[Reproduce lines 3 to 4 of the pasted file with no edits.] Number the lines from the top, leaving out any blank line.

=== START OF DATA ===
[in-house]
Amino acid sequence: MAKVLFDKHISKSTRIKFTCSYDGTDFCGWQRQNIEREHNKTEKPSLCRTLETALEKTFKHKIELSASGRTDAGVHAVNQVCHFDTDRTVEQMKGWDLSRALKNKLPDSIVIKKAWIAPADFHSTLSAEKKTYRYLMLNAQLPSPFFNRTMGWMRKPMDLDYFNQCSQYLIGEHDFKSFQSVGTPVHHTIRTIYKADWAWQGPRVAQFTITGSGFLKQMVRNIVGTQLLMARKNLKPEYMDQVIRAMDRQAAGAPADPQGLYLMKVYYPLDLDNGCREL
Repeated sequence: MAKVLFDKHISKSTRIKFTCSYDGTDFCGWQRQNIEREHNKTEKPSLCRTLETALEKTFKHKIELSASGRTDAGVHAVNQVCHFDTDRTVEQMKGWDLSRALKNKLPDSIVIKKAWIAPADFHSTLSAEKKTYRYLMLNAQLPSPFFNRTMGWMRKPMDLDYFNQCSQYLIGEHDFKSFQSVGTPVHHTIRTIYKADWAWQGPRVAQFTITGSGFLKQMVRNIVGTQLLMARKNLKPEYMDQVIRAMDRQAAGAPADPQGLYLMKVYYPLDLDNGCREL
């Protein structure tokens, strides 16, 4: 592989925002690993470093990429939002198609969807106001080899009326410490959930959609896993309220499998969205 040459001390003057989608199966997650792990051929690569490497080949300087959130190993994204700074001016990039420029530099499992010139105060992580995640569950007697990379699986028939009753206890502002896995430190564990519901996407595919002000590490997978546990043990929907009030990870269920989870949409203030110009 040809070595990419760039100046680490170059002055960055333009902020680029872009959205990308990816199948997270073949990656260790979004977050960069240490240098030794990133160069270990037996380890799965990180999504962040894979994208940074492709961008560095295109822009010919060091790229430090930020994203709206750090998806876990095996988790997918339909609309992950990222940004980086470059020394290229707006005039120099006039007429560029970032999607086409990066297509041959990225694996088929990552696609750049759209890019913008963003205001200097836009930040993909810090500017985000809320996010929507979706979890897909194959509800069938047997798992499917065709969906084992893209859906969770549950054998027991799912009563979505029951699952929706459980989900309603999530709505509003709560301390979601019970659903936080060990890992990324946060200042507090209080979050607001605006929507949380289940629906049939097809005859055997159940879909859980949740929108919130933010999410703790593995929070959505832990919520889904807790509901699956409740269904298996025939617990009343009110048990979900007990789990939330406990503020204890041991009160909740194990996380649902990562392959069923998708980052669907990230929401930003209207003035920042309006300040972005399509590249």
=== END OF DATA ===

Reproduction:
Repeated sequence: MAKVLFDKHISKSTRIKFTCSYDGTDFCGWQRQNIEREHNKTEKPSLCRTLETALEKTFKHKIELSASGRTDAGVHAVNQVCHFDTDRTVEQMKGWDLSRALKNKLPDSIVIKKAWIAPADFHSTLSAEKKTYRYLMLNAQLPSPFFNRTMGWMRKPMDLDYFNQCSQYLIGEHDFKSFQSVGTPVHHTIRTIYKADWAWQGPRVAQFTITGSGFLKQMVRNIVGTQLLMARKNLKPEYMDQVIRAMDRQAAGAPADPQGLYLMKVYYPLDLDNGCREL
């Protein structure tokens, strides 16, 4: 592989925002690993470093990429939002198609969807106001080899009326410490959930959609896993309220499998969205 040459001390003057989608199966997650792990051929690569490497080949300087959130190993994204700074001016990039420029530099499992010139105060992580995640569950007697990379699986028939009753206890502002896995430190564990519901996407595919002000590490997978546990043990929907009030990870269920989870949409203030110009 040809070595990419760039100046680490170059002055960055333009902020680029872009959205990308990816199948997270073949990656260790979004977050960069240490240098030794990133160069270990037996380890799965990180999504962040894979994208940074492709961008560095295109822009010919060091790229430090930020994203709206750090998806876990095996988790997918339909609309992950990222940004980086470059020394290229707006005039120099006039007429560029970032999607086409990066297509041959990225694996088929990552696609750049759209890019913008963003205001200097836009930040993909810090500017985000809320996010929507979706979890897909194959509800069938047997798992499917065709969906084992893209859906969770549950054998027991799912009563979505029951699952929706459980989900309603999530709505509003709560301390979601019970659903936080060990890992990324946060200042507090209080979050607001605006929507949380289940629906049939097809005859055997159940879909859980949740929108919130933010999410703790593995929070959505832990919520889904807790509901699956409740269904298996025939617990009343009110048990979900007990789990939330406990503020204890041991009160909740194990996380649902990562392959069923998708980052669907990230929401930003209207003035920042309006300040972005399509590249």